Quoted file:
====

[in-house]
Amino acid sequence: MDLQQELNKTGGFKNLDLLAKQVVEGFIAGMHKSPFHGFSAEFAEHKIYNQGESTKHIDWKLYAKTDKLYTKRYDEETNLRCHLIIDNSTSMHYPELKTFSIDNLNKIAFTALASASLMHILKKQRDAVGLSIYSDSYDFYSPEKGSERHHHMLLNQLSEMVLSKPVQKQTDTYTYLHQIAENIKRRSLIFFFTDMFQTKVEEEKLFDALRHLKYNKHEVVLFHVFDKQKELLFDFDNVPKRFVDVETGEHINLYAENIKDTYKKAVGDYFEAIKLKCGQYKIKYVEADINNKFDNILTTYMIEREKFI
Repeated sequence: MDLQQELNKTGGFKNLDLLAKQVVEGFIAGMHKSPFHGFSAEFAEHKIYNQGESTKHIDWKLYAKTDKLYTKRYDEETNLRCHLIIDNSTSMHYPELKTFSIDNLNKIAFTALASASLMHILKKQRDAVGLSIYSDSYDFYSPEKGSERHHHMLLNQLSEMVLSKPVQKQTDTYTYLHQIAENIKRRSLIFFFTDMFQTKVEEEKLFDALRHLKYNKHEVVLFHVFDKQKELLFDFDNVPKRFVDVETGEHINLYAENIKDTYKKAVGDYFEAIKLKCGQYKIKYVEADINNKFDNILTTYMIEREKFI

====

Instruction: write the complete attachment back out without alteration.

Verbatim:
[in-house]
Amino acid sequence: MDLQQELNKTGGFKNLDLLAKQVVEGFIAGMHKSPFHGFSAEFAEHKIYNQGESTKHIDWKLYAKTDKLYTKRYDEETNLRCHLIIDNSTSMHYPELKTFSIDNLNKIAFTALASASLMHILKKQRDAVGLSIYSDSYDFYSPEKGSERHHHMLLNQLSEMVLSKPVQKQTDTYTYLHQIAENIKRRSLIFFFTDMFQTKVEEEKLFDALRHLKYNKHEVVLFHVFDKQKELLFDFDNVPKRFVDVETGEHINLYAENIKDTYKKAVGDYFEAIKLKCGQYKIKYVEADINNKFDNILTTYMIEREKFI
Repeated sequence: MDLQQELNKTGGFKNLDLLAKQVVEGFIAGMHKSPFHGFSAEFAEHKIYNQGESTKHIDWKLYAKTDKLYTKRYDEETNLRCHLIIDNSTSMHYPELKTFSIDNLNKIAFTALASASLMHILKKQRDAVGLSIYSDSYDFYSPEKGSERHHHMLLNQLSEMVLSKPVQKQTDTYTYLHQIAENIKRRSLIFFFTDMFQTKVEEEKLFDALRHLKYNKHEVVLFHVFDKQKELLFDFDNVPKRFVDVETGEHINLYAENIKDTYKKAVGDYFEAIKLKCGQYKIKYVEADINNKFDNILTTYMIEREKFI